SK: I know Keegan, of course. I can’t remember when we started racing with each other. We were pretty young, like 16-17. He was coming from Utah and he would do a lot of the Mountain States Cup series we had in Colorado.

I remember then, he was in his own league above everybody else. He was also kinda the first guy in the US around our age range to start going to World Cups and riding for a big MTB team, I think it was Cannondale at that time. So he was always the reference point, I guess. He’s always been incredibly talented. When we were just juniors, he was always untouchable in the races. You can see it now, it didn’t come out of nowhere.

VN: There’s a lot of hype around him at the moment, and one thing I see a lot on social media, or even hear from other riders, is this notion that he could pivot to the WorldTour. Is that crazy?

SK: Honestly, I’m surprised that no one tried to pick him up a year ago even. [The US gravel scene] is kinda the gold mine for talent now. In this generation there’s always the 18- 19-year-old that has the power numbers to become a pro and yada yada, but half the time that doesn’t work out. Half the teams go that way, but the other half go, ‘OK here’s this guy that’s 25, 28, just needs a bit of experience and adjusting to the life and then they’re a good racer.’

From my perspective, that’s the better area to shoot for someone. In Keegan’s case, he’s been racing gravel, a gravel race is really similar to a hard one-day race in the WorldTour. Of course, you can’t replicate the positioning and everything that you see in a European race, but for sure he has the talent. Of course, the talent only gets you so far, but he can learn how to be a bike racer on the road.

Just looking at my teammate Milan who came from MTB as well, more on the pure XC side, at the beginning of the season I thought, ‘OK it’s gonna be a pretty hard learning curve,’ I know how long it took me to learn. Already in his first races, he was with the best 20 guys in the race. I did a few races with him, he was really good already. Of course, he has the power, but in the WorldTour, you need to be able to navigate the racing.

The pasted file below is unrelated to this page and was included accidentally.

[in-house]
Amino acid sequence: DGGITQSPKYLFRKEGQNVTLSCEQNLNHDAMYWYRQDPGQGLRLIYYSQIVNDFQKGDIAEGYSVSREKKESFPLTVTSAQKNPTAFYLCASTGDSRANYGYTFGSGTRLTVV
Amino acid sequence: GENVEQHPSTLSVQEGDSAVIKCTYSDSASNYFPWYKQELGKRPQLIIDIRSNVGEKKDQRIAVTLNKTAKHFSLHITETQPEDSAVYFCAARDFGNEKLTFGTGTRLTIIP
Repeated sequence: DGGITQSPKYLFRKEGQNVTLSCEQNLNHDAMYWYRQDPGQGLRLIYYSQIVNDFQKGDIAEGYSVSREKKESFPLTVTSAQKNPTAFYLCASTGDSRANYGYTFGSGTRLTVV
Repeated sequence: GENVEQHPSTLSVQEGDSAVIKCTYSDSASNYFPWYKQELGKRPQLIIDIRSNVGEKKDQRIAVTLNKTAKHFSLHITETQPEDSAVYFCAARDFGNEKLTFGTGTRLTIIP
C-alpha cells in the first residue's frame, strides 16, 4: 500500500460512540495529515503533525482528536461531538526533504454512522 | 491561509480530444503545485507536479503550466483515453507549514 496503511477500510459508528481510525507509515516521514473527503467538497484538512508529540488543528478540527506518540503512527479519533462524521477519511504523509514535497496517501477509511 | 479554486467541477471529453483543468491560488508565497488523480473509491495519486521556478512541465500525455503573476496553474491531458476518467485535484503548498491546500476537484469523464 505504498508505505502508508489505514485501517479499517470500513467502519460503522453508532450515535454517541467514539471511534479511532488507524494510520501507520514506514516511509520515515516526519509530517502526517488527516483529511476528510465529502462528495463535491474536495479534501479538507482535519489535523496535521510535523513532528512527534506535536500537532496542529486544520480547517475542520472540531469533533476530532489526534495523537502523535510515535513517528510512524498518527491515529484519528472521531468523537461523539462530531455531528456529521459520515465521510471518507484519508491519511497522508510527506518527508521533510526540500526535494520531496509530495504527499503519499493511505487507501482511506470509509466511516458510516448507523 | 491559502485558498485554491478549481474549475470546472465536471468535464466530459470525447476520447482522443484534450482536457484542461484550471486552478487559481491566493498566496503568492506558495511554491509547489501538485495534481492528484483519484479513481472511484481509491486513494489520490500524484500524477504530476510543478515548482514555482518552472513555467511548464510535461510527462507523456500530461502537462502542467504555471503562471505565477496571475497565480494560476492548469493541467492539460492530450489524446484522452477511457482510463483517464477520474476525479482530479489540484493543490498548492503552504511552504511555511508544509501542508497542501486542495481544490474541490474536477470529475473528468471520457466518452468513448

VN: But, is 28 too old?

SK: Technically he’s too old, but if someone’s good enough then age is not … it’s just a matter of how much you can progress from the point you enter at. Age is one factor, but also the skills, and the experience, are another factor. It’s the same but different in my case, I was 22, but I had zero experience. You can be older but have skills and experience.

Wherever you fall in that axis, it would be foolish for a team not to at least try because it’s a drop in the ocean for a team’s budget to try something, and it could end up not being anything or being the best thing.

VN: Would you consider yourself a crossover, from MTB to the road?

SK: A little bit. In mountain biking, I was never that good. I was good, but it was never ‘OK, he’s done everything he can here so it’s time to move on to the next step.’ I was more in a time in my life or sporting career where I said, ‘OK, I don’t know what to do so let’s try this.’ It wasn’t the classic case where this guy has won the world champs and now he’s onto his next challenge. It’s not like Tom Pidcock, ‘OK I won the Olympics so what’s next.’